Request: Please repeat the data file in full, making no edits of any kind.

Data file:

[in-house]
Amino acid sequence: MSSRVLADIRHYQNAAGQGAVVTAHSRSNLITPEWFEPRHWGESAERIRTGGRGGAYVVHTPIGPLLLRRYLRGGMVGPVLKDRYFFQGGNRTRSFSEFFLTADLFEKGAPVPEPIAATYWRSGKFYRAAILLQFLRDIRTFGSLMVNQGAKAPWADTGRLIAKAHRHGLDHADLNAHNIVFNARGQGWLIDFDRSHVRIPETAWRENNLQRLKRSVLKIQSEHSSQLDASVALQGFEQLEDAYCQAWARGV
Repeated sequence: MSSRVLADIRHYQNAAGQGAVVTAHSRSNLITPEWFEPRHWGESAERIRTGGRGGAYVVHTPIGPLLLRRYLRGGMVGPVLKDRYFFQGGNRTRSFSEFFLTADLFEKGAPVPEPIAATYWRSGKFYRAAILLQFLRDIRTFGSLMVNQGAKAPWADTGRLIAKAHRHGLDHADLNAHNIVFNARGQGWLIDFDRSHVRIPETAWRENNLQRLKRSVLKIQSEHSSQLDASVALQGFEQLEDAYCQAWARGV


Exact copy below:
[in-house]
Amino acid sequence: MSSRVLADIRHYQNAAGQGAVVTAHSRSNLITPEWFEPRHWGESAERIRTGGRGGAYVVHTPIGPLLLRRYLRGGMVGPVLKDRYFFQGGNRTRSFSEFFLTADLFEKGAPVPEPIAATYWRSGKFYRAAILLQFLRDIRTFGSLMVNQGAKAPWADTGRLIAKAHRHGLDHADLNAHNIVFNARGQGWLIDFDRSHVRIPETAWRENNLQRLKRSVLKIQSEHSSQLDASVALQGFEQLEDAYCQAWARGV
Repeated sequence: MSSRVLADIRHYQNAAGQGAVVTAHSRSNLITPEWFEPRHWGESAERIRTGGRGGAYVVHTPIGPLLLRRYLRGGMVGPVLKDRYFFQGGNRTRSFSEFFLTADLFEKGAPVPEPIAATYWRSGKFYRAAILLQFLRDIRTFGSLMVNQGAKAPWADTGRLIAKAHRHGLDHADLNAHNIVFNARGQGWLIDFDRSHVRIPETAWRENNLQRLKRSVLKIQSEHSSQLDASVALQGFEQLEDAYCQAWARGV